Archive

Ties

L1070576

A couple days before Thanksgiving I found myself standing in front of a plywood wardrobe in the attic of my childhood house in Maryland as my Dad handed over a fistful of knit ties.  As I received the stack of ties, I couldn’t help but think that I’d seen this day coming.  The day when my parents would begin the great purge that all empty-nesters inevitably embark on once their children wander off.  I graduated high school three years ago now, my brother’s was two years before that, so I was far from surprised when I came home to find my parents knee deep in a house-wide cleanse.  Along the way they’d discarded all of our undersized furniture and (pre)teen books, which admittedly is of no great loss to me, especially considering that in their place my Dad was now passing down a pile of long-lost gems from his closet.

Read More

For the past year now, I’ve been suffering from a bit of conversational deja vu.  Every few days or so I keep getting caught in these identical discussions wherein I’ll tell someone that I don’t own a single item of black clothing and they’ll proceed to tell me in so many words that I’m insane.  For the first few months that I had these sorts of conversations I felt some form of superiority over whoever I was talking to, as if my choice to abstain from wearing black somehow made me better than them.  There were even times where I’d go as far as to say that wearing black was lazy, a shortcut to looking well-dressed.

Read More

Army Knit Tie and Floral Chambray Pocket Square

I first caught wind of the Knottery the same way a lot of early adopters did, through other blogs.  Jack and Jay’s foray into the world of ties caused a stir early on, as the company seemed to have their pulse on exactly what the young menswear crowd was looking for.  The designs were attractive and varied, but most importantly everything was accessible.  Clocking in at well under fifty dollars, the Knottery’s ties filled a gap in the market, offering affordable ties that actually looked good.  I personally fell neatly into the brand’s demographic and picked up one of their first knit silk ties.  The tie was crafted well beyond it’s price point, and for the first time I found myself wearing ties just for the hell of it.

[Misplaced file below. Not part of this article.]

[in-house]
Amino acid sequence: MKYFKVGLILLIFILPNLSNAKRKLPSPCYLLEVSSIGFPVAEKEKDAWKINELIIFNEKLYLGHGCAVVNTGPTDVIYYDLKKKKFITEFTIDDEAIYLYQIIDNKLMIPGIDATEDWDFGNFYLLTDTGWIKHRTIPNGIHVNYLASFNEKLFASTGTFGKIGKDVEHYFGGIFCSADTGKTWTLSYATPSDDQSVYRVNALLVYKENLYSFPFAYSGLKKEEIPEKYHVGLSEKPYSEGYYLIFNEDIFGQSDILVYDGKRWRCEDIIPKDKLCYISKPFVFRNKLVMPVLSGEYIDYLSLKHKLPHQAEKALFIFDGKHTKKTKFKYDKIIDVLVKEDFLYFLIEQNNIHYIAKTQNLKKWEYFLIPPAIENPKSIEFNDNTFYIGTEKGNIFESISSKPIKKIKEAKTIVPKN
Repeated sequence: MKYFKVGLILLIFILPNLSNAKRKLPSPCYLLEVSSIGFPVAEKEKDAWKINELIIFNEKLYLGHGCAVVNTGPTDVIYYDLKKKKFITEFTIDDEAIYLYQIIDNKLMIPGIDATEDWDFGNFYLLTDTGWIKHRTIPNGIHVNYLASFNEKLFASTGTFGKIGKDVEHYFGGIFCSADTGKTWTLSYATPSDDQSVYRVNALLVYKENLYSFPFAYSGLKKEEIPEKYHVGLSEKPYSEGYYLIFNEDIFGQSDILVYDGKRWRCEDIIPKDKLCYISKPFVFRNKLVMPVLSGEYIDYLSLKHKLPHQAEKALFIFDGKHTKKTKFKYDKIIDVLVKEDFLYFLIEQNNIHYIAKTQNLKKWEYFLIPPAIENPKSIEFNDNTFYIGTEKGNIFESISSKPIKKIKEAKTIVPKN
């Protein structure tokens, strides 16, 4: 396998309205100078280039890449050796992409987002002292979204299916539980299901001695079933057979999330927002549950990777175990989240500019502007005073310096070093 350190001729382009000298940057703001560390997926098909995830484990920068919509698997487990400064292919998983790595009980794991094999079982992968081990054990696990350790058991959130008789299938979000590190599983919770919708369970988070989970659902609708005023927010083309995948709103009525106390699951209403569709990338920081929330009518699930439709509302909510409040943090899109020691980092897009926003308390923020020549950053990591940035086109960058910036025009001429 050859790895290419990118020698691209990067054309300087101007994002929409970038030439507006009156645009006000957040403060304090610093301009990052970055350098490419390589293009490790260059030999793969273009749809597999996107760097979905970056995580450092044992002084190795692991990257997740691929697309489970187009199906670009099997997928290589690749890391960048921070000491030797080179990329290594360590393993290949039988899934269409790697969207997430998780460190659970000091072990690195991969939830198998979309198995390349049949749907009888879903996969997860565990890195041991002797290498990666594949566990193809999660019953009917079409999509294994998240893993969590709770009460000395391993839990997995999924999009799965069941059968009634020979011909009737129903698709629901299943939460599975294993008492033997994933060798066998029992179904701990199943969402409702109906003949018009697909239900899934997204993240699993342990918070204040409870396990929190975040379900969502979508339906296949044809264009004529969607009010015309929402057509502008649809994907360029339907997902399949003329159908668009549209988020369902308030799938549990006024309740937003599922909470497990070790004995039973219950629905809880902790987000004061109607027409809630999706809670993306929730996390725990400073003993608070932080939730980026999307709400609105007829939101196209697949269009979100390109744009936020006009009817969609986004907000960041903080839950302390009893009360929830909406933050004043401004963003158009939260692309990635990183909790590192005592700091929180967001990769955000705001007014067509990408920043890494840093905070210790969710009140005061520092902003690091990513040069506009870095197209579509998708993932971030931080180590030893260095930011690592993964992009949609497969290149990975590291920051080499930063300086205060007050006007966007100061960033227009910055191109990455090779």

Brown Leather Nato Strap

Luckily, around this time I had a chance to actually meet Jay and learn a bit more about the brand.  The Knottery had recently started expanding beyond ties and pocket squares, and was beginning to develop into an all around accessories brand.  It was this type of “try anything once” mentality that has always struck me about the Knottery, and likely is the key to their success.  Free from the limitations and restrictions that can plague other brands, the Knottery has been able to experiment, and allow their ideas to guide them, all the while creating an increasingly larger collection of products for an ever receptive audience.  As Jay recounted stories of working with this guy on a pair of inexpensive glasses (forthcoming), and that manufacturer on a hat (available now), and yet another factory on a varsity jacket (scrapped) it became clear that the Knottery was a brand that was still in flux in the best kind of way.  By offering a range of products that spans everything from ties, pocket squares, and lapel flowers to belts, and shoelaces to five panels, eyeglass holders, and NATO straps, Jack and Jay’s company is impossible to describe in just one sentence.  Although if I had to give it a shot I would say the Knottery is ultimately about curiosity, taking an idea, and searching for a way to execute it on their terms.

Army Knit Tie

Army Knit Tie

Floral Chambray Pocket Square

Brown Leather NATO Strap

Brown Leather NATO Strap

Follow

Get every new post delivered to your Inbox.

Join 10,295 other followers